This Mr. Jones then went on to request we discuss some kind of agreement in which the articles about Silva Tree, Patrick Visser and Sustainable Capital Group would disappear, in exchange for dropping legal action against this website and your editor.
To that repeated request, we replied numerous times that their legal cases are not impressing us, and we’re pretty sure they’ll go away anyway. Furthermore, we can communicate through legal ways or we can engage in conversation, but we’re not going to do both at the same time. They chose the courts, and that, for us, means we’re not even thinking about discussing anything with them directly.
We replied in exactly the same way when, much earlier, Maurice Sjerps made an attempt at mediation through a middleman: We don’t talk with people who file cases for “crimes against the honor” against us.
This pattern is not new but seen over and over again: A company and its principals are exposed for dubious practices or fraud, they start kicking around wildly and initiate all sorts of legal stuff, and then when that backfires and gives them only more bad publicity they think they can talk their way out of it, believing they can use their own idiotic actions as leverage to “clear their name”, as Visser et al put it. Yeah, right.
Has Silva Tree then indeed been taken over by Sustainable Capital Group?
We don’t know. They say that Silva Tree was sold. They say that Patrick Visser is no longer part of it. They say that they’re in the process of reorganizing their presence on the web. They say that Mrs. Visser-Katz is only being retained for some practical reason. However, all that can be confirmed is that corporations in Panama have been given a new name, which does not in any way substantiate that they have been taken over by anyone. Add to that the fact that Patrick Visser, whom Mr. Jones claimed was no longer involved with the corporation, now suddenly writes that he is still acting as a “consultant for the group”. And who is this “Peter Jones”? We have no idea about that either. He may exist. Then again, he may not.
Whatever they say, none of it should be taken at face value. This is, after all, a company that lied about the land it owned and planted, lied about being certified, and lied about “guaranteed returns”. This supposed take-over might just as well be a scheme to re-brand the tainted Silva Tree operation with the same people pulling the strings behind the scenes of a myriad of offshore corporations and strawmen directors.
Dear editor, are you indeed avoiding Panama and afraid of the police as Patrick Visser writes?
If you are to believe what scum like Patrick Visser, Don Winner and Monte Friesner write, yours truly is either in Ecuador, Costa Rica, Colombia or Nicaragua hiding from Panamanian arrest warrants. Nothing could be further from the truth. For example, when Don Winner “reported” about your author not appearing at some court session for fear of being arrested “on the spot”, this journalist was actually in a meeting at the HQ of the National Police about an unrelated journalism project – around the corner from the courthouse.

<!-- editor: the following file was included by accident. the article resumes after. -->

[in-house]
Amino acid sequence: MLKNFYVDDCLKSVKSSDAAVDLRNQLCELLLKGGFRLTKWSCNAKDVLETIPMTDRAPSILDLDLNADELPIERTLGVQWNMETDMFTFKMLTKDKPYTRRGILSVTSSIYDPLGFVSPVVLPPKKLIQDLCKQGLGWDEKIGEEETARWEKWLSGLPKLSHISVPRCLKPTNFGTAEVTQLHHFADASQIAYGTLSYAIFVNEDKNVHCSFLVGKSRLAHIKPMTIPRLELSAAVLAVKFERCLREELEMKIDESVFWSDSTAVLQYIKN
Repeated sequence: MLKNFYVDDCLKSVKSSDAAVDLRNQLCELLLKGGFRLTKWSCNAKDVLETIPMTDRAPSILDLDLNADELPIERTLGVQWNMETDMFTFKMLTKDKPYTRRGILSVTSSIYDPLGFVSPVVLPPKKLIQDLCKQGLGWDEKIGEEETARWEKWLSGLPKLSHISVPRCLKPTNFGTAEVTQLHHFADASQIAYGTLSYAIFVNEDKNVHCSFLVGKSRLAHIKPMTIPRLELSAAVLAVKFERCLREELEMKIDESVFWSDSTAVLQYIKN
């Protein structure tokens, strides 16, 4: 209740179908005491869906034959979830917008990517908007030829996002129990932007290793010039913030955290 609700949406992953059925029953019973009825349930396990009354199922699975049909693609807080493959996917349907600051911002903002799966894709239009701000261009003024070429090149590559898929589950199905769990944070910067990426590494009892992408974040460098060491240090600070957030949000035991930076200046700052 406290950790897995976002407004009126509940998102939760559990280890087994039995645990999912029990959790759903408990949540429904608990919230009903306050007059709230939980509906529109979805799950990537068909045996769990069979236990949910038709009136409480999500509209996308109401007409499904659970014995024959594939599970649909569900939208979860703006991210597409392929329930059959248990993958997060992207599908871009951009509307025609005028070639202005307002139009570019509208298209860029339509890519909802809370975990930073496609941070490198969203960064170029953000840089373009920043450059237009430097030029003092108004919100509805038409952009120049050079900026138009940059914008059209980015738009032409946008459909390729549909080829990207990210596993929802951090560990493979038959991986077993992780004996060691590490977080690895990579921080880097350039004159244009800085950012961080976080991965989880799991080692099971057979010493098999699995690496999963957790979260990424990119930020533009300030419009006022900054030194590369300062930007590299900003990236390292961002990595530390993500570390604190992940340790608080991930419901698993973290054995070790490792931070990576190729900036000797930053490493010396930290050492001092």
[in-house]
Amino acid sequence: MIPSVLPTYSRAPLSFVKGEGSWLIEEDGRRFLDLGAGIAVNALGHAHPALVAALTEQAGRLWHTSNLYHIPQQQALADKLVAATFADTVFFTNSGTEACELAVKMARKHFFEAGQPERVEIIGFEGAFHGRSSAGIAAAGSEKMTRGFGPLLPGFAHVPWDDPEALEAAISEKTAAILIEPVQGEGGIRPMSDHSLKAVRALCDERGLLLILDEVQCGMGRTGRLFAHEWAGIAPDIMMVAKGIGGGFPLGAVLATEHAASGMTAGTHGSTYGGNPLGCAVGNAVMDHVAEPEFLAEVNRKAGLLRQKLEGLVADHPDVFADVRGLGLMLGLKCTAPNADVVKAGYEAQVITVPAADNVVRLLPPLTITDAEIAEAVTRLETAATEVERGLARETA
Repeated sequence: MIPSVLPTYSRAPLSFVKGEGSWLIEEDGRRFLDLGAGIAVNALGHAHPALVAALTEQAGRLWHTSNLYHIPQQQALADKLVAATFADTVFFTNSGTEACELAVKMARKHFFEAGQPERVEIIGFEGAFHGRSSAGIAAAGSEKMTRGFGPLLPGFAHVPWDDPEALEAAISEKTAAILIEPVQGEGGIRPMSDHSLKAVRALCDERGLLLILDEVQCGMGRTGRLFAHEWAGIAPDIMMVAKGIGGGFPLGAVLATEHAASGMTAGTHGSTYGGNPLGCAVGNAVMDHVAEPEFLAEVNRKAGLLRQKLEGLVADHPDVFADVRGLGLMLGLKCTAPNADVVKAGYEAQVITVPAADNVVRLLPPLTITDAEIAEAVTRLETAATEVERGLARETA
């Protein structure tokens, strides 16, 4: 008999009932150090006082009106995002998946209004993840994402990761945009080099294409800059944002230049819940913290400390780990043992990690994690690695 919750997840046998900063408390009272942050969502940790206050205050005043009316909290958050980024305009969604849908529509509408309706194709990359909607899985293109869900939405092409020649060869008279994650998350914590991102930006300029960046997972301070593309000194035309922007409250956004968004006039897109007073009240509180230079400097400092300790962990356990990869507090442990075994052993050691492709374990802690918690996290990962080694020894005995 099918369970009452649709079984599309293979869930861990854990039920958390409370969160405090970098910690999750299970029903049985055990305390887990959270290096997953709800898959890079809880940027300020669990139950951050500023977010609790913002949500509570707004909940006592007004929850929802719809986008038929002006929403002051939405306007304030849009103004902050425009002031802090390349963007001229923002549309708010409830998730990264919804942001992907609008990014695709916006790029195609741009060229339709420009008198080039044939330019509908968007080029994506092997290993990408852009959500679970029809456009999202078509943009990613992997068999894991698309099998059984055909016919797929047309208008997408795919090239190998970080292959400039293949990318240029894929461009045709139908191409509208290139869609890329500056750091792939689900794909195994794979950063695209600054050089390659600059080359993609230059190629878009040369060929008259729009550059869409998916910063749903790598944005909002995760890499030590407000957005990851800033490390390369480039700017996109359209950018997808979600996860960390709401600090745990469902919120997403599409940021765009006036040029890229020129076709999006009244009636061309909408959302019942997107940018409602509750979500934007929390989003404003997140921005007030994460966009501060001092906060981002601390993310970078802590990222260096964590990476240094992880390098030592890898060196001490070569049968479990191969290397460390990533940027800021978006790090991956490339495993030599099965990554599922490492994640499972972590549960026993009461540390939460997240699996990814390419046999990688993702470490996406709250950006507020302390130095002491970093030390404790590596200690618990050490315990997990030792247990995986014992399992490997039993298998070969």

Similarly, Patrick Visser’s assumptions that your Bananama editor “does not want to tell anybody where he lives or where he works for fear of being caught by the police and brought to justice” is just fantasy – though it offers a fascinating insight into the mind of the mentally disturbed. In the real world however, we don’t really think we have to publicize our home or office addresses just because some fraud artist says so.
Last question: What is “yovivo.com”???
It appears to be a sort of a classified ads portal for real estate in Spain. It’s currently in beta, the site says, and the domain is registered to a company in Gibraltar. We can’t really find anything wrong with it -also because it isn’t working yet – other than that Patrick Visser is running it.
UPDATE March 8, 2012: Patrick Visser responded to this article, sort of, in his usual batshit crazy way, on his blog. He finally admits that Silva Tree/Sustainable Capital Group is indeed not VCS certified, which they were telling clients initially until they were exposed for it by the Christian Science Monitor and by us. But, says Visser, they are certified by the Rainforest Alliance. That is true. Yet they have been certified on September 5th of last year under the Voluntary Carbon Standard 2007.1. – one and a half year after they claimed to be VCS certified. In fact, the certification proves that we were correct all the time when we said they weren’t certified as they said.
Of course Visser can’t resist inserting yet another scammy statement in his rant: He says that the project is “validated by the Rainforest Alliance under VCS guidelines”, suggesting VCS certification by proxy. However, on page 28 of the audit report, the auditors of Rainforest Alliance conclude that Silva Tree/Sustainable Capital Group is not eligible under the VCS.
The verification document also includes the statement that “In no circumstance does Rainforest Alliance warrant or guarantee the delivery of carbon emissions reductions credits or the financial or market value of any credits validated in connection with this statement”. That means, among other things, that there is no basis for the “guaranteed returns” Visser et al were promising investors.
What does this certification mean? Again, not as much as they want you to think. This is the same group that certified a mafia-linked teak scam called Prime Forestry, after all.
In between the ranting and raving by Patrick Visser (he has now adopted the term “smut blogger” from his friend and soulmate Monte Friesner) there’s one more piece of information worth mentioning here, and that is that he is now announcing – again – that he’ll file a criminal complaint against your author with the police in the Netherlands. One wonders why if, as he says, the case in Panama is being won by him? Anyway, we can’t wait! Bring it on!
UPDATE 2: One thing is sure, and that is that Silva Tree UK has not been a success story. The company is about to be dissolved and struck off the UK corporate registry.